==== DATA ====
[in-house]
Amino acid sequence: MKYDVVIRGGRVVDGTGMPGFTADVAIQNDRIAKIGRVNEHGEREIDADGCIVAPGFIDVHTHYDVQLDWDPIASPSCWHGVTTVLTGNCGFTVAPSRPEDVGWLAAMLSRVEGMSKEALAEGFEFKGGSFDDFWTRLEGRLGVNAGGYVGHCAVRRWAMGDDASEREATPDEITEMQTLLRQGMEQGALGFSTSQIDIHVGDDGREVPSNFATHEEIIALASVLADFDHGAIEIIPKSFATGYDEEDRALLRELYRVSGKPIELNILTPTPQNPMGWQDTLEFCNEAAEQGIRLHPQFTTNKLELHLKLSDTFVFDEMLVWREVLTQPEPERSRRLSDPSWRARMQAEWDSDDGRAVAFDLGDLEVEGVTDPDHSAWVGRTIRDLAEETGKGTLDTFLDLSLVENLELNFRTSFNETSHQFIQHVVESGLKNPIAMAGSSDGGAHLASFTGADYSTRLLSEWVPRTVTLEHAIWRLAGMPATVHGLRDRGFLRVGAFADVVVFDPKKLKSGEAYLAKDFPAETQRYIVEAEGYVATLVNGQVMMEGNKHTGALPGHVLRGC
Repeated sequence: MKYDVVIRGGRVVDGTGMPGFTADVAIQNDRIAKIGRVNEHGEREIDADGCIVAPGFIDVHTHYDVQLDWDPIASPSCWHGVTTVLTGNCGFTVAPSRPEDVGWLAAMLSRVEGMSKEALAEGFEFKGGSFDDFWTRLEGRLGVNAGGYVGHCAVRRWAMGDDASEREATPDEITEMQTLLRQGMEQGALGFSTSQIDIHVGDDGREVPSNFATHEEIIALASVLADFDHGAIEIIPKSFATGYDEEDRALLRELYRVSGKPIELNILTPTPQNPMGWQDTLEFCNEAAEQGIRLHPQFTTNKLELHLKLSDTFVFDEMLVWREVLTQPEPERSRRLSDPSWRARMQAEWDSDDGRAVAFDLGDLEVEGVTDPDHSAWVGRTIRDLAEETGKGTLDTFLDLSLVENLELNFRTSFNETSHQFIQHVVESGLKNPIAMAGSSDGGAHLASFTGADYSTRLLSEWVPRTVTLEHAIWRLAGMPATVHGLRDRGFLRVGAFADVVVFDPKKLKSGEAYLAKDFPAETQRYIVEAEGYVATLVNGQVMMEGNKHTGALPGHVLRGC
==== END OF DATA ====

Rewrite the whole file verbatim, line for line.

[in-house]
Amino acid sequence: MKYDVVIRGGRVVDGTGMPGFTADVAIQNDRIAKIGRVNEHGEREIDADGCIVAPGFIDVHTHYDVQLDWDPIASPSCWHGVTTVLTGNCGFTVAPSRPEDVGWLAAMLSRVEGMSKEALAEGFEFKGGSFDDFWTRLEGRLGVNAGGYVGHCAVRRWAMGDDASEREATPDEITEMQTLLRQGMEQGALGFSTSQIDIHVGDDGREVPSNFATHEEIIALASVLADFDHGAIEIIPKSFATGYDEEDRALLRELYRVSGKPIELNILTPTPQNPMGWQDTLEFCNEAAEQGIRLHPQFTTNKLELHLKLSDTFVFDEMLVWREVLTQPEPERSRRLSDPSWRARMQAEWDSDDGRAVAFDLGDLEVEGVTDPDHSAWVGRTIRDLAEETGKGTLDTFLDLSLVENLELNFRTSFNETSHQFIQHVVESGLKNPIAMAGSSDGGAHLASFTGADYSTRLLSEWVPRTVTLEHAIWRLAGMPATVHGLRDRGFLRVGAFADVVVFDPKKLKSGEAYLAKDFPAETQRYIVEAEGYVATLVNGQVMMEGNKHTGALPGHVLRGC
Repeated sequence: MKYDVVIRGGRVVDGTGMPGFTADVAIQNDRIAKIGRVNEHGEREIDADGCIVAPGFIDVHTHYDVQLDWDPIASPSCWHGVTTVLTGNCGFTVAPSRPEDVGWLAAMLSRVEGMSKEALAEGFEFKGGSFDDFWTRLEGRLGVNAGGYVGHCAVRRWAMGDDASEREATPDEITEMQTLLRQGMEQGALGFSTSQIDIHVGDDGREVPSNFATHEEIIALASVLADFDHGAIEIIPKSFATGYDEEDRALLRELYRVSGKPIELNILTPTPQNPMGWQDTLEFCNEAAEQGIRLHPQFTTNKLELHLKLSDTFVFDEMLVWREVLTQPEPERSRRLSDPSWRARMQAEWDSDDGRAVAFDLGDLEVEGVTDPDHSAWVGRTIRDLAEETGKGTLDTFLDLSLVENLELNFRTSFNETSHQFIQHVVESGLKNPIAMAGSSDGGAHLASFTGADYSTRLLSEWVPRTVTLEHAIWRLAGMPATVHGLRDRGFLRVGAFADVVVFDPKKLKSGEAYLAKDFPAETQRYIVEAEGYVATLVNGQVMMEGNKHTGALPGHVLRGC